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Prioritizing Melanoma Surgeries to Prevent Wait Time Delays and Upstaging of Melanoma during the COVID-19 Pandemic

Faculty of Medicine, University of Ottawa, 541 Smyth Road, Ottawa, ON K1H 8M5, Canada
The Ottawa Hospital Research Institute, The Ottawa Hospital, 501 Smyth Road, Ottawa, ON K1H 8L6, Canada
Department of General Surgery, Division of Surgical Oncology, The Ottawa Hospital, 501 Smyth Road, Ottawa, ON K1H 8L6, Canada
Author to whom correspondence should be addressed.
These authors contributed equally to this work.
Curr. Oncol. 2023, 30(9), 8328-8337;
Received: 9 August 2023 / Revised: 29 August 2023 / Accepted: 1 September 2023 / Published: 9 September 2023
(This article belongs to the Special Issue Epidemiology and Risk Factors of Skin Cancer)


Prompt diagnosis and surgical management of melanoma strongly impact prognosis. Considering the limited resources, emergency closures, and staffing shortages during the COVID-19 pandemic in Canada, our institution implemented a dedicated care pathway to prioritize cancer surgeries. We aim to assess whether this strategy was effective at preventing surgical wait time delays and upstaging of melanoma. We retrospectively collected data of patients aged ≥18 years with biopsy-proven primary melanoma who underwent wide local excision (WLE) ± sentinel lymph node biopsy (SLNB) between 1 March 2018–29 February 2020 (pre-pandemic) and 1 March 2020–22 March 2022 (pandemic). Patients with distant metastasis, recurrence, in situ disease, and unknown primary were excluded. Wait time from consult to surgery, tumour (T) and nodal (N) stage, and overall stage were collected. Results: We included 419 patients [pre-pandemic (n = 204) and pandemic (n = 215)]. Median wait time (days) [interquartile range] to surgery was 36 [22–48] pre-pandemic and 35 [24–49] during the pandemic (p = 0.888). There were no differences found in T stage (p = 0.060), N stage (p = 0.214), or overall melanoma stage (p = 0.192). We highlight the importance of streamlining melanoma surgery during a pandemic. As the need arises to meet surgical backlogs including benign surgery, dedicated cancer surgery should maintain a priority to not negatively affect cancer outcomes.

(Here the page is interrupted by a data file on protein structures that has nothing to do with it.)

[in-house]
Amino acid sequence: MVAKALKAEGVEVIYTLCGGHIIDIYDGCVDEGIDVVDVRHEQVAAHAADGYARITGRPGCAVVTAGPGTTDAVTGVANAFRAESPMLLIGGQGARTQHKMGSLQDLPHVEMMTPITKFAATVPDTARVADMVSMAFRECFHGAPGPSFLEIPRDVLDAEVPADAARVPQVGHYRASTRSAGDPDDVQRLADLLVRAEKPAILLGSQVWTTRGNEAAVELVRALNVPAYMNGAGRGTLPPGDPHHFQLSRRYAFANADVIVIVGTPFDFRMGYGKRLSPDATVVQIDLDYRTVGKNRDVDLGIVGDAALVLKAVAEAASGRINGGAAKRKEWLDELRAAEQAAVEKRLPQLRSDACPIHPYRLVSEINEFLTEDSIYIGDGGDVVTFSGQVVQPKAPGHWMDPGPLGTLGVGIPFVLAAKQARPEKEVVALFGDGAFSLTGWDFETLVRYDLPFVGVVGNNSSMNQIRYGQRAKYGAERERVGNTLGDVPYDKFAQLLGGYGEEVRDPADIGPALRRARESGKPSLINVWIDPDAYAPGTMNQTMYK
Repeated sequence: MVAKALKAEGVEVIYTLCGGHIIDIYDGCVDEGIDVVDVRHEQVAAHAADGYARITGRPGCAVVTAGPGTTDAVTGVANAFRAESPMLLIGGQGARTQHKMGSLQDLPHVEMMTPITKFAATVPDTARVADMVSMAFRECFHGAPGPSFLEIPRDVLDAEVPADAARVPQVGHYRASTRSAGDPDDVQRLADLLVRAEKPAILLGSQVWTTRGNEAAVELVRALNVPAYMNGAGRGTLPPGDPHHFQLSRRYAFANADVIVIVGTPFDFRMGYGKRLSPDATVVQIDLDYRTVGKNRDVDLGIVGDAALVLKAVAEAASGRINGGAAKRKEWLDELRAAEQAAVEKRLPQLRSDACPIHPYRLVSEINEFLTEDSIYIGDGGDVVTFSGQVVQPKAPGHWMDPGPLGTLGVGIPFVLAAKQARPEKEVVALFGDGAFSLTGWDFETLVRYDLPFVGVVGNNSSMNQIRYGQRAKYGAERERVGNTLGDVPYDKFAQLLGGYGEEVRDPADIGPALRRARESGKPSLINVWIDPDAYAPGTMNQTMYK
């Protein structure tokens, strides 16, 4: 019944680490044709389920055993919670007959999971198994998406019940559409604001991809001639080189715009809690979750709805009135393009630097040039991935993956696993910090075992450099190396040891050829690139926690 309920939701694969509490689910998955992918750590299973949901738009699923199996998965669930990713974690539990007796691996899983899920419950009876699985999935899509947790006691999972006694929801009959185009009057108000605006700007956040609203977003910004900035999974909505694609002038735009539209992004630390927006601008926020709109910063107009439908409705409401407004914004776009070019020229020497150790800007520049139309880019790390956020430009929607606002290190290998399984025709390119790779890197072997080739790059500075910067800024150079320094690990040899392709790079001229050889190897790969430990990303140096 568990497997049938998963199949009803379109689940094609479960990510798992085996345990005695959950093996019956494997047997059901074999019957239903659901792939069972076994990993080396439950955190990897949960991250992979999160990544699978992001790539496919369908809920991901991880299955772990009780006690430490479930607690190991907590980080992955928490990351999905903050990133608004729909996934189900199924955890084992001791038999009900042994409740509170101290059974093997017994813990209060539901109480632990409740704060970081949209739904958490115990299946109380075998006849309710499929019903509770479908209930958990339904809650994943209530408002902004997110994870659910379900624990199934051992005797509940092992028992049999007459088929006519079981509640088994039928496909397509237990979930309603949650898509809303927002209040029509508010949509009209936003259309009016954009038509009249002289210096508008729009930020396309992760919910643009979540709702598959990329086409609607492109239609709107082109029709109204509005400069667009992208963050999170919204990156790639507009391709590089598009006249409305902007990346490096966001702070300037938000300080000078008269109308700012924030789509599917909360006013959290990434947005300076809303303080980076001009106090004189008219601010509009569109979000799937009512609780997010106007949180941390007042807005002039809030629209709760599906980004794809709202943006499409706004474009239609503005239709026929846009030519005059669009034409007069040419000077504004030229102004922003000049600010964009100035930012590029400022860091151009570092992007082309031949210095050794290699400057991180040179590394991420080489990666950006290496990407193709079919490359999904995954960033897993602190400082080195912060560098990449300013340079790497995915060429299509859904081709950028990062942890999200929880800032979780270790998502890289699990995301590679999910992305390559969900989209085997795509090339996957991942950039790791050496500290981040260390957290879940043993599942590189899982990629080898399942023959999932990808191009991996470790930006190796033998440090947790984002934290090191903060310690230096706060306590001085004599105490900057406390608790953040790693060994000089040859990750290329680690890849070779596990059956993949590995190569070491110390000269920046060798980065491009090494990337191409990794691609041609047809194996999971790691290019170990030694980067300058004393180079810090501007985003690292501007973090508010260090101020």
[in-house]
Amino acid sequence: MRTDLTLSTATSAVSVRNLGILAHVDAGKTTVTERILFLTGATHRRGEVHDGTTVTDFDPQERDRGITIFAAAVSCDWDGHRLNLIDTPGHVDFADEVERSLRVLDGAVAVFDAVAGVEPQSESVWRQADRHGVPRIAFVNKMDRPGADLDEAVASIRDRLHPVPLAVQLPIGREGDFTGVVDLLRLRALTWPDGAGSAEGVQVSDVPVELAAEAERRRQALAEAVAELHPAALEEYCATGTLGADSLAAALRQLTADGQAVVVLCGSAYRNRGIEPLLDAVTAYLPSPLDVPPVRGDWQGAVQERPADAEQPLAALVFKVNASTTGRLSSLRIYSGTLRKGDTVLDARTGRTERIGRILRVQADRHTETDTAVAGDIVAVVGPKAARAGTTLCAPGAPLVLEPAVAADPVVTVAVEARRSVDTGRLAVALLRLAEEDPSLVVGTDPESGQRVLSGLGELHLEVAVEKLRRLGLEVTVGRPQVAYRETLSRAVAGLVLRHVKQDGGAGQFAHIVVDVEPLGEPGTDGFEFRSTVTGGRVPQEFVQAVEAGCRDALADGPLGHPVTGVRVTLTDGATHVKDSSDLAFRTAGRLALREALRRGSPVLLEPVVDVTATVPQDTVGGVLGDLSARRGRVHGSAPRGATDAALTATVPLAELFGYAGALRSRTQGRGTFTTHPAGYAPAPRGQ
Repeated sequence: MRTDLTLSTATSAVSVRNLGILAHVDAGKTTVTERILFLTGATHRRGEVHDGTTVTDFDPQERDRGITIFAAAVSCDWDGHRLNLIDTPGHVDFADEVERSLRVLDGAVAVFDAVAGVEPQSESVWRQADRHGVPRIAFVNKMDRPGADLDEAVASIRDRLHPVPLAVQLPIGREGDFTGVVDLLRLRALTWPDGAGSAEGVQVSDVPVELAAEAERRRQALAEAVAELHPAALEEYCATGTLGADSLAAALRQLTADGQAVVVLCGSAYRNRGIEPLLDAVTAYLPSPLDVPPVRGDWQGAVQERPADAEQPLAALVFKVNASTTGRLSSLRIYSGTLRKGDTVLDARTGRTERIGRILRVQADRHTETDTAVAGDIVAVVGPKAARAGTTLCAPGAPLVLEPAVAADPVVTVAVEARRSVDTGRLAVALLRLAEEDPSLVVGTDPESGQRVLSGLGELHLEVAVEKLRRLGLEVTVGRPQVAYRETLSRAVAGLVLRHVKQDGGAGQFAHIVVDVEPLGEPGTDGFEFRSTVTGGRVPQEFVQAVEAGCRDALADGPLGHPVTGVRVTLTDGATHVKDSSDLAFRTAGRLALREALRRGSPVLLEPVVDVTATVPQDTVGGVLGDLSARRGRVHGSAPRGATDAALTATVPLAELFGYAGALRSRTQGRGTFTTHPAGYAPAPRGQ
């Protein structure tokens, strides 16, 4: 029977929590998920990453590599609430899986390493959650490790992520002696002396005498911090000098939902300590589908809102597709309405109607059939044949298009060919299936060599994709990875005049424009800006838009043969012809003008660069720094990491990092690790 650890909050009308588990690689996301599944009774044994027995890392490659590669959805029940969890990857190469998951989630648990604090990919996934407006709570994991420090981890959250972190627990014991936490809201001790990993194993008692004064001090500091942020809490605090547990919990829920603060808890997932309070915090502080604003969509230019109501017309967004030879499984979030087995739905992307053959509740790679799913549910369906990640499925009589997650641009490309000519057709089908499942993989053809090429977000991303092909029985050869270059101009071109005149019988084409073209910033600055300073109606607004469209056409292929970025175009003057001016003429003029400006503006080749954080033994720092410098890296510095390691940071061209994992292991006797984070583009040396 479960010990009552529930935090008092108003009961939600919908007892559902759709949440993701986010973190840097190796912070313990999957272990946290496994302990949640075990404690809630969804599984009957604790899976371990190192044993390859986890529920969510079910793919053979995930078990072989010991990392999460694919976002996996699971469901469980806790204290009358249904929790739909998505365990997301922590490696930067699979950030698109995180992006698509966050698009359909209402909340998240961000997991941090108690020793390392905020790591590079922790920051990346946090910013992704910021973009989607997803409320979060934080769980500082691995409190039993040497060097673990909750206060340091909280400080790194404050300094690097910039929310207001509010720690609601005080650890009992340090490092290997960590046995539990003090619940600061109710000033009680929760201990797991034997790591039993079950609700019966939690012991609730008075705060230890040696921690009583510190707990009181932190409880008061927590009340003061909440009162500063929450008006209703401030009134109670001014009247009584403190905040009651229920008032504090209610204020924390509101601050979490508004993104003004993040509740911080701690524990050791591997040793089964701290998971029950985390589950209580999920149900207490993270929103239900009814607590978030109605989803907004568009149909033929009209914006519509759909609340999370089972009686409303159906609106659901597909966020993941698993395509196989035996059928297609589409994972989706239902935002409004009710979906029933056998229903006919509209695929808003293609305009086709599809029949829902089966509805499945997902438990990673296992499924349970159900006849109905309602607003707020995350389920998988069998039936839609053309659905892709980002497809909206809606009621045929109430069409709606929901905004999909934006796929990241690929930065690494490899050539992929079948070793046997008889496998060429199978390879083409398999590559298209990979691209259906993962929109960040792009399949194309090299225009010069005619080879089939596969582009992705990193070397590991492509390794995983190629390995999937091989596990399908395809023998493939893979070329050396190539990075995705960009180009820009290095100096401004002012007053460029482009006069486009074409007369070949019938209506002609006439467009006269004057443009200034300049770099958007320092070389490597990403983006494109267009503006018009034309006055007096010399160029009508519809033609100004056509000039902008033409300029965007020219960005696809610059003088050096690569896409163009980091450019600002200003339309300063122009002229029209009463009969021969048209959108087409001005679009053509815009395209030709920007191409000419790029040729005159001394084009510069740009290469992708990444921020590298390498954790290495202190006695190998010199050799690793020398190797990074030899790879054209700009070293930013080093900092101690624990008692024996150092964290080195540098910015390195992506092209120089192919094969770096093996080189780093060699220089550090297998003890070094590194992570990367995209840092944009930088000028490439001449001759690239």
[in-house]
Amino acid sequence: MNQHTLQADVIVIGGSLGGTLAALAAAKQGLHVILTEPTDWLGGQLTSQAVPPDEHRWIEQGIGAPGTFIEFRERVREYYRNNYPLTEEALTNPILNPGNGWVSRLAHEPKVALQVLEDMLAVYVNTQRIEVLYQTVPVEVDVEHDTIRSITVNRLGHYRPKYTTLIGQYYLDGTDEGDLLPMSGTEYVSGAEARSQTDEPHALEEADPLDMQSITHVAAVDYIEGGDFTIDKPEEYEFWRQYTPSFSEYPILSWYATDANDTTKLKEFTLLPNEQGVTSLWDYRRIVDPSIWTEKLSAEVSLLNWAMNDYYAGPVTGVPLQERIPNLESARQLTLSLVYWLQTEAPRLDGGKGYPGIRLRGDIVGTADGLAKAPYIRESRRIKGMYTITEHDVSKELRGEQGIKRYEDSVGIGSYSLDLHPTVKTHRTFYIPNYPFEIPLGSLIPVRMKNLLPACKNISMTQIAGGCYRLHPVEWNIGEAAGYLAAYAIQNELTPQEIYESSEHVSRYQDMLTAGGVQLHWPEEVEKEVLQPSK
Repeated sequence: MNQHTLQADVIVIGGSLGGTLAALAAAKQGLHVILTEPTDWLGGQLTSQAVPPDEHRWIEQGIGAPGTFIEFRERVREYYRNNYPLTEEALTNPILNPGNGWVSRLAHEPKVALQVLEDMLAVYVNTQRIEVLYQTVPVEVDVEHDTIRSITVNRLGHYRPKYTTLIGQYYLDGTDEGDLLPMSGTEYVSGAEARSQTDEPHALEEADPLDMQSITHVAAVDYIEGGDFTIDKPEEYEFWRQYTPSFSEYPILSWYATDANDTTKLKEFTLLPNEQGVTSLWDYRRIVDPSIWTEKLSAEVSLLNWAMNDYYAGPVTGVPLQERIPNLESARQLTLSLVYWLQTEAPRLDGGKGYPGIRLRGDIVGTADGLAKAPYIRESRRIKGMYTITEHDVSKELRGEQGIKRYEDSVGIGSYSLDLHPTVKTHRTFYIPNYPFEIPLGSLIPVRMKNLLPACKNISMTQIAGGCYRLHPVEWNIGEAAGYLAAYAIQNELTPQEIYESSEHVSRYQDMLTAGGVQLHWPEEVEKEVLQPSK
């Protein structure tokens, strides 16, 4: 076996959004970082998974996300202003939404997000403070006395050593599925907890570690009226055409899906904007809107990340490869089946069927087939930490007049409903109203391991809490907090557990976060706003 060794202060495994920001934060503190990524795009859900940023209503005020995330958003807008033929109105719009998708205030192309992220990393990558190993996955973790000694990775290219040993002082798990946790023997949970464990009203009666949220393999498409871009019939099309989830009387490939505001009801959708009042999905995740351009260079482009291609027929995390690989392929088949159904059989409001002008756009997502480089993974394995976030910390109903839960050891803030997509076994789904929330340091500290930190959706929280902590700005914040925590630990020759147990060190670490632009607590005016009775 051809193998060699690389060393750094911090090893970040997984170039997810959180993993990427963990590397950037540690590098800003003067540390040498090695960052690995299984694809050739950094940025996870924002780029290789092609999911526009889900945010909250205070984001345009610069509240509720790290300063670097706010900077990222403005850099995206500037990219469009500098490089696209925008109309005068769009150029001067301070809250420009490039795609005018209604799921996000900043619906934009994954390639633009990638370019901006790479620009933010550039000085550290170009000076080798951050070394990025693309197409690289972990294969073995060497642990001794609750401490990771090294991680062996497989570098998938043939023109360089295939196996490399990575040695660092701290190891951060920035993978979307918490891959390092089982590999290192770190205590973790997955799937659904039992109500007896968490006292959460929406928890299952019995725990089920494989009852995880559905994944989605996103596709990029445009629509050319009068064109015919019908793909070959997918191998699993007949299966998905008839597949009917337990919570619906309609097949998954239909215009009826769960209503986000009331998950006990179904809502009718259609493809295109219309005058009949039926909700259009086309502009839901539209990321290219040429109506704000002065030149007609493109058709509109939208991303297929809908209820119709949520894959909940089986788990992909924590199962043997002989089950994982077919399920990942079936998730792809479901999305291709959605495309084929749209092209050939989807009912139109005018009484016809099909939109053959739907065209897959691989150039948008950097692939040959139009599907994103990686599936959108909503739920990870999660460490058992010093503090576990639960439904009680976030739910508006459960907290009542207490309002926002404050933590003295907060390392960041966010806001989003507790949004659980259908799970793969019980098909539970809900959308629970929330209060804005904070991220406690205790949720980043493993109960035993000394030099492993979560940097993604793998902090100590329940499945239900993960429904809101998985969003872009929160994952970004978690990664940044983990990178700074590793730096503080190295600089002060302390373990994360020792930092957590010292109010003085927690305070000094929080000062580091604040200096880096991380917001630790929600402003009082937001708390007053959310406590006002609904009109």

1. Introduction

The COVID-19 pandemic has resulted in major disruptions to the delivery and utilization of healthcare services. Globally, healthcare systems saw reductions in patient visits, diagnostic testing and imaging, and therapeutic care during the pandemic [1]. A 2020 global expert response study projected that over 28 million elective surgeries would be cancelled over the 12 weeks of peak disruption due to COVID-19, with a projected 37.7 percent of cancer surgeries postponed or cancelled [2]. For patients with cancer, surgery continues to be a mainstay of treatment. However, the pandemic and the associated implementation of public health restrictions have presented barriers to timely access to surgical care. In fact, in a recent international prospective study involving 15 tumour types and 61 countries, it was estimated that one in seven patients were unable to undergo scheduled surgeries due to COVID-19 pandemic lockdowns [3].